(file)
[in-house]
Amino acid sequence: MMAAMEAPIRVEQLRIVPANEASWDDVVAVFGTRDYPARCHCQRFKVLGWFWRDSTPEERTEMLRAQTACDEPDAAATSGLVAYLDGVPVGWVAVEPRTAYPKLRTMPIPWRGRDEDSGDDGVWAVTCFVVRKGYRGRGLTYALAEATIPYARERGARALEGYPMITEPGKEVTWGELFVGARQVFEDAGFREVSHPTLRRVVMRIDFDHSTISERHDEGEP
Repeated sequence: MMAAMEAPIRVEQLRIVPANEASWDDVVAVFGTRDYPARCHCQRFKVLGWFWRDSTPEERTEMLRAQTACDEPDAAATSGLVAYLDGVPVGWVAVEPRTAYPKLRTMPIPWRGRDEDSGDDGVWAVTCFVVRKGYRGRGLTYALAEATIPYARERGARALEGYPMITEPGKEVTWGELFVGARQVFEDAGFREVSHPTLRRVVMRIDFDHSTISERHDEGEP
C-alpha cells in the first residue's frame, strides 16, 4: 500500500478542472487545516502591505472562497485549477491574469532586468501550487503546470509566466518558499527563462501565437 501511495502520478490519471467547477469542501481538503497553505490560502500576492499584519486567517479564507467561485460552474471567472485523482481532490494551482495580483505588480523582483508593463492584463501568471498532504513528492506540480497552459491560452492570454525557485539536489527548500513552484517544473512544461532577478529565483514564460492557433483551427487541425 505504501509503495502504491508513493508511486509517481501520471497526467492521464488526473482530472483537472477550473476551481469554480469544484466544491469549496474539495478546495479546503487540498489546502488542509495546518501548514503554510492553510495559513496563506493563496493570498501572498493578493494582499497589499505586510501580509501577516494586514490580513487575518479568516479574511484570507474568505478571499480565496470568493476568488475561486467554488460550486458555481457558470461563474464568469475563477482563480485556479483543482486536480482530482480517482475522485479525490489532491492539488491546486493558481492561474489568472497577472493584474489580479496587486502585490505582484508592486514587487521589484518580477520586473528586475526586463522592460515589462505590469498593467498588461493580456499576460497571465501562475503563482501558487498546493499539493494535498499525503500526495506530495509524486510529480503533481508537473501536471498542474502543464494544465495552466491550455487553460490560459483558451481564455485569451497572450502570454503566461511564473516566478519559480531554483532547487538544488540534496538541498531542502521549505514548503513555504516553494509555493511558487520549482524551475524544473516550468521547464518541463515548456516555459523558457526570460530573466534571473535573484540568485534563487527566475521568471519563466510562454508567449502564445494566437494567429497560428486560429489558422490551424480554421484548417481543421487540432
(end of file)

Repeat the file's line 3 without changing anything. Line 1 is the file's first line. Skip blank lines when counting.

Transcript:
Repeated sequence: MMAAMEAPIRVEQLRIVPANEASWDDVVAVFGTRDYPARCHCQRFKVLGWFWRDSTPEERTEMLRAQTACDEPDAAATSGLVAYLDGVPVGWVAVEPRTAYPKLRTMPIPWRGRDEDSGDDGVWAVTCFVVRKGYRGRGLTYALAEATIPYARERGARALEGYPMITEPGKEVTWGELFVGARQVFEDAGFREVSHPTLRRVVMRIDFDHSTISERHDEGEP